Who are you and what do you do?
I’m a chartered civil engineer and I work with a team that designs infrastructures for developments. That infrastructure might include roads, sewers, sustainable drainage systems and other civil engineering structures.
What or who inspired you to be an engineer?
I loved engineering drawing at school and got a job as draughtsman in a civil engineering consultancy. After a few years of drawing what engineers told me to draw, I decided that the way forward was to study to be a civil engineer myself. I left work to study Civil Engineering at Newcastle University and learnt amazing stuff that I never thought I could learn – such powerful knowledge! That inspired me.
What made you decide to join Cundall?
I was in a role delivering major water and waste water treatment works as part of a large capital works programme in the water industry. Those major works were coming to an end with the emphasis shifting to small works and operational improvements. I thought it was a good time to move and saw the opportunity at Cundall with scope for a diverse range of interesting and challenging engineering projects.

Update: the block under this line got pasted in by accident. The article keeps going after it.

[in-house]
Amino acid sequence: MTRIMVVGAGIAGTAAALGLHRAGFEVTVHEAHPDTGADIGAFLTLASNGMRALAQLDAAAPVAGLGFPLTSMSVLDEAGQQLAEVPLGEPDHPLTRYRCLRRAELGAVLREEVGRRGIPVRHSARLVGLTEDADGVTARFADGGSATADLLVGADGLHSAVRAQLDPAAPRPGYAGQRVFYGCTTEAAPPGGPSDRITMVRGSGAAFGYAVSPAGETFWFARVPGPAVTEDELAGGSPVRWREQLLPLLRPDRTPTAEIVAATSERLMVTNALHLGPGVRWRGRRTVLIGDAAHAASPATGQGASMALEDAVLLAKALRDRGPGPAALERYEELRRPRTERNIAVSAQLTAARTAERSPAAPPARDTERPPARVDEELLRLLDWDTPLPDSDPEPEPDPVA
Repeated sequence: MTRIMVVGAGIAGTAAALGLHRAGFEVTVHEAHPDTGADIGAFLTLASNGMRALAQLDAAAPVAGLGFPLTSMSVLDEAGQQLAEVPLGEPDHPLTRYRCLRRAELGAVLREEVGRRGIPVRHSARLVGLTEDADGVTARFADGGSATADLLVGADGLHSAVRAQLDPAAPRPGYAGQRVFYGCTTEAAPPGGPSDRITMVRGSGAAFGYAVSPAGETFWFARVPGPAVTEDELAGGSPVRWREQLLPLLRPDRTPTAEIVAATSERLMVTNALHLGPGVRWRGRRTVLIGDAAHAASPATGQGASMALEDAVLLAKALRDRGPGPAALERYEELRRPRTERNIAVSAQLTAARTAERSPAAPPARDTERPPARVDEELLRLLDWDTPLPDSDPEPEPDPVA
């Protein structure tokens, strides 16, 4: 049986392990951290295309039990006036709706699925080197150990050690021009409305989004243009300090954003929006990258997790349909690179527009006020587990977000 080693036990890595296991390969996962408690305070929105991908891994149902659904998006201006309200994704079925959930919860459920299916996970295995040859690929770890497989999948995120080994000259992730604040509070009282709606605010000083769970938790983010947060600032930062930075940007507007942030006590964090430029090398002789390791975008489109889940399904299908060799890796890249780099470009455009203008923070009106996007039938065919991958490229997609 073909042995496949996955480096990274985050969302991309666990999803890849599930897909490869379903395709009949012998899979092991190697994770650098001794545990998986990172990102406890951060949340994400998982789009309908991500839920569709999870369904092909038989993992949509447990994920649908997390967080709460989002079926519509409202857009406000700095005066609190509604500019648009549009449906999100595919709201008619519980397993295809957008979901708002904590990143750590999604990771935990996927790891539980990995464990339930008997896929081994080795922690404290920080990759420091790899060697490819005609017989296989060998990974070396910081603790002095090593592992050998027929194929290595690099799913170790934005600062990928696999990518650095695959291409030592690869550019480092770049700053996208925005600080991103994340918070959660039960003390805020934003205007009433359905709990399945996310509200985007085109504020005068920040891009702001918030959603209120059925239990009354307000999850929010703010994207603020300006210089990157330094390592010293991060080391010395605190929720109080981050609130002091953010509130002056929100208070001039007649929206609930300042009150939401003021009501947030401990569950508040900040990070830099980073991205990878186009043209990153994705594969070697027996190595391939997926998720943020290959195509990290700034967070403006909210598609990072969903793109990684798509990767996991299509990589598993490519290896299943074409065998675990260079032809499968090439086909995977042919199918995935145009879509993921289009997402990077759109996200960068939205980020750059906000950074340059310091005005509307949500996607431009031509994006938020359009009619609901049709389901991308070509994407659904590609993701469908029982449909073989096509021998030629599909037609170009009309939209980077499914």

What do you enjoy most about your role?
Mentoring people in civil engineering design – developing their skills.
What are you most proud of in your career to-date?
It has to be two things. First off, after a chequered academic background, it was gaining a first class honours degree in Civil Engineering from Newcastle University. Secondly, it was being instrumental in the design of the Olympic white-water canoe slalom venue for London 2012 and its legacy.
Tell us the most interesting thing you have learnt or experienced in your time at Cundall
I love sports, civil engineering and hydraulics (and the wife and kids of course – mustn’t leave them out). The Olympic canoe slalom design was an amazing experience as it brought all three together and it was fascinating to go through the whole Olympic venue development process from feasibility through construction, the Games and into legacy.